Online Exhibit: The 1906 San Francisco Earthquake and Fire Online Exhibit: The 1906 San Francisco Earthquake and Fire
Room One

Room One: San Francisco in the New Century

The dawn of the twentieth century was a time of great hope and prosperity in Northern California. Everyone was looking forward to the new century that would surely be the greatest in the American West's very short history. Few looked backward to the Native American tales of movements of the earth, the fires that had destroyed San Francisco numerous times in mid-nineteenth century, and the destructive earthquakes of 1865 and 1868 in the Bay Area. There were a few muted warnings. A catalogue of prior earthquakes in California was published in 1898 by the Smithsonian Institution, but few libraries bothered to stock it.

The fire chief wanted a backup water system and the insurance industry thought it was "inevitable" that the city would again burn to the ground. Life went blithely on in the "queen city" of the West. With a population of 400,000, San Francisco was the largest city in California and the economic capital of the West. The buildings were the tallest, the restaurants the finest, the entertainment, the most risque, and the factories the most productive.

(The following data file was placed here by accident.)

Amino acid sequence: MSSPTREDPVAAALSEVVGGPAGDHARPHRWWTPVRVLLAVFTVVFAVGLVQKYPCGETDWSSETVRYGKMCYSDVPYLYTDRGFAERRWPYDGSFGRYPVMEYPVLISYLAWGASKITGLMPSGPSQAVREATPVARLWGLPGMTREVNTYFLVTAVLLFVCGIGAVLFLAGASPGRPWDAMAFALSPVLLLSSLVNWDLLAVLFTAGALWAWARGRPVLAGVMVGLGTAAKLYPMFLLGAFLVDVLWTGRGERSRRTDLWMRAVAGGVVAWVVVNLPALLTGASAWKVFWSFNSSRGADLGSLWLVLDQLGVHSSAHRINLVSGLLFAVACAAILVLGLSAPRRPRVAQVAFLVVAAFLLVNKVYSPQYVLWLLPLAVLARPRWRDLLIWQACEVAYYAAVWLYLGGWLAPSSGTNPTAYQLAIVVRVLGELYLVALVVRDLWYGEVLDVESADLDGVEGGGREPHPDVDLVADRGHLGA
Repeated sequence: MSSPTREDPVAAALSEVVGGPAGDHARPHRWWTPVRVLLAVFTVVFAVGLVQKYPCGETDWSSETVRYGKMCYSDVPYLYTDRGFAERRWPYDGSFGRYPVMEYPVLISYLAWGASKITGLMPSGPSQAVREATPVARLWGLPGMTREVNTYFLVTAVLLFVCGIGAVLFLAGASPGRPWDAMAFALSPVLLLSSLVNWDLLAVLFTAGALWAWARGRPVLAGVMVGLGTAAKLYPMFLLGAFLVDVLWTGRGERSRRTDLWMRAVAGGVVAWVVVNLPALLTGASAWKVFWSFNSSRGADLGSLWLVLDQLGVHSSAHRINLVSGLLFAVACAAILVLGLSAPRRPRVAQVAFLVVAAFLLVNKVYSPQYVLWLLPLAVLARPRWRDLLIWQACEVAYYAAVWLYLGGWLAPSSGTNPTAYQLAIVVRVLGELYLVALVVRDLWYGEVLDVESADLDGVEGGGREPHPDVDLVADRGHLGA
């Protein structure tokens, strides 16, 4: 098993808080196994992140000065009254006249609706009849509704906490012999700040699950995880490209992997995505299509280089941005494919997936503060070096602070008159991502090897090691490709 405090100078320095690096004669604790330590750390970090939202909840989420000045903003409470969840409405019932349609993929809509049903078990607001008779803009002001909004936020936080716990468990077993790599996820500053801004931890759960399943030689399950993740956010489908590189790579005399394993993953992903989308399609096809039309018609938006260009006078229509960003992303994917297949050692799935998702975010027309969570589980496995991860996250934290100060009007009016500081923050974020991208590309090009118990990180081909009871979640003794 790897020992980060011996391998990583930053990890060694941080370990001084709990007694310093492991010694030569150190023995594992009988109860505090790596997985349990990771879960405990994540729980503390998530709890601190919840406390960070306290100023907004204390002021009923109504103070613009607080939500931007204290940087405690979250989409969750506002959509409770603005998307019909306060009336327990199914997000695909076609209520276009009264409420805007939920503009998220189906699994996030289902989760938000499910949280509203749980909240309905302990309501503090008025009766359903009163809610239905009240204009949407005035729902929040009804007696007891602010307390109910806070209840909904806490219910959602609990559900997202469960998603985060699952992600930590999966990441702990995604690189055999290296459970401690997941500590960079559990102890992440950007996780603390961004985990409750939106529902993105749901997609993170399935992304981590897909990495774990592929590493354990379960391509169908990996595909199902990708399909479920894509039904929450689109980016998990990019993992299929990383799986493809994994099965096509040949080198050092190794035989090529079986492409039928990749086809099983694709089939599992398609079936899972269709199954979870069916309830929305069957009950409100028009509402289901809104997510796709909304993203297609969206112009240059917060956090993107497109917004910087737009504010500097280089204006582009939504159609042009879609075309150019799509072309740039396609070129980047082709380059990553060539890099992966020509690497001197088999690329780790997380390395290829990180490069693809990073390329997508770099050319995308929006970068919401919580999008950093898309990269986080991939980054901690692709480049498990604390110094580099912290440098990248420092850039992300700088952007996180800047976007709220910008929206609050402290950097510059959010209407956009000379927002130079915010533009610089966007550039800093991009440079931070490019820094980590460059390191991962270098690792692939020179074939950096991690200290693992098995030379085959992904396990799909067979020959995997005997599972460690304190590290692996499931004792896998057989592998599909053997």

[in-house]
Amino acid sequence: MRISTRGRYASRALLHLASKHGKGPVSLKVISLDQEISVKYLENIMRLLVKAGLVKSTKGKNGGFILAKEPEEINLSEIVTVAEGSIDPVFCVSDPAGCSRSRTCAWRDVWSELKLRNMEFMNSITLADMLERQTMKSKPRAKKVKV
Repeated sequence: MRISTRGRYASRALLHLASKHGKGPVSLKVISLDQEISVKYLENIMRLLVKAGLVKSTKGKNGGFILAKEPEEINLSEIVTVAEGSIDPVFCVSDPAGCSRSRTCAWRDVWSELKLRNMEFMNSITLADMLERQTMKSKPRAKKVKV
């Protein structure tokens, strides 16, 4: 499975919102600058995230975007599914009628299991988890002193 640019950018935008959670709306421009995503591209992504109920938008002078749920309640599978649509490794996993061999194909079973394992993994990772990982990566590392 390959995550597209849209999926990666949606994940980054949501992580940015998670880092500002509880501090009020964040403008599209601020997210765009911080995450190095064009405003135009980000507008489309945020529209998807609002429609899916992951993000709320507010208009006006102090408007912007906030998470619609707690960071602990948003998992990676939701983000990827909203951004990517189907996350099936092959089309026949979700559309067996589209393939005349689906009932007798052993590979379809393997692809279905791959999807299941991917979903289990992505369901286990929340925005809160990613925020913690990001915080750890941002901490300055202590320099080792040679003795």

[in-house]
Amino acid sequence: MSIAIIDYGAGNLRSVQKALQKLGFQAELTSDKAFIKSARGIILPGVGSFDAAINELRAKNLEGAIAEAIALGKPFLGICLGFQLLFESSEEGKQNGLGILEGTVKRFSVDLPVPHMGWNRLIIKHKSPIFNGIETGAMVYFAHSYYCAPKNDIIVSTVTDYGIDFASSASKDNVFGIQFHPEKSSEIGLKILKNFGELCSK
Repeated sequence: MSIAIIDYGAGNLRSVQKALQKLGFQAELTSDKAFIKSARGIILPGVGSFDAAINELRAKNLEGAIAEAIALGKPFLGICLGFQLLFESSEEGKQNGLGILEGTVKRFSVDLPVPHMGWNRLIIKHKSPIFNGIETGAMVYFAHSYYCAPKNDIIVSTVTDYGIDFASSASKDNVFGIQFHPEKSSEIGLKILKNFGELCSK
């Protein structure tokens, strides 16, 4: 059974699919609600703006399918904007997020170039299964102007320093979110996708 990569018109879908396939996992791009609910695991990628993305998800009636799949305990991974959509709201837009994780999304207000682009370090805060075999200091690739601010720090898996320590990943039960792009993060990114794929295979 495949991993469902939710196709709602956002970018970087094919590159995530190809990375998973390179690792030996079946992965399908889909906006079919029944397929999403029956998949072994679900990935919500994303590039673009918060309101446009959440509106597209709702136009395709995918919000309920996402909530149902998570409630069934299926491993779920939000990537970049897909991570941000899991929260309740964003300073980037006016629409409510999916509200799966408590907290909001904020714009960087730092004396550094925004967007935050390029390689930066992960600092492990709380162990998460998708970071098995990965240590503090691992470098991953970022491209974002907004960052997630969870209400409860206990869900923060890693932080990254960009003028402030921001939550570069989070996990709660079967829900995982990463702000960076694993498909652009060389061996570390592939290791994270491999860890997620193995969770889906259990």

Not all were well off, however. One in three inhabitants were foreign born. Immigrants from southern Europe and Asia were swelling the population and providing cheap labor. On the evening of April 17, 1906 the greatest single display of visible wealth in the West adorned the audience assembled at the Grand Opera House on Mission Street to hear the Italian tenor Enrico Caruso sing.

The weather was unusually balmy. Carriages and a few belching automobiles arrived at the entrance and disgorged their passengers. The jewels sparkled. The fashionable, high-necked gowns were vibrant. The men traded jests in the foyer while smoking between acts. Supper was taken after the opera. A newspaper reporter trudging home in the early morning hours of Wednesday, April 18th noticed that the horses stabled at Powell and Mason Streets seemed unusually restless.



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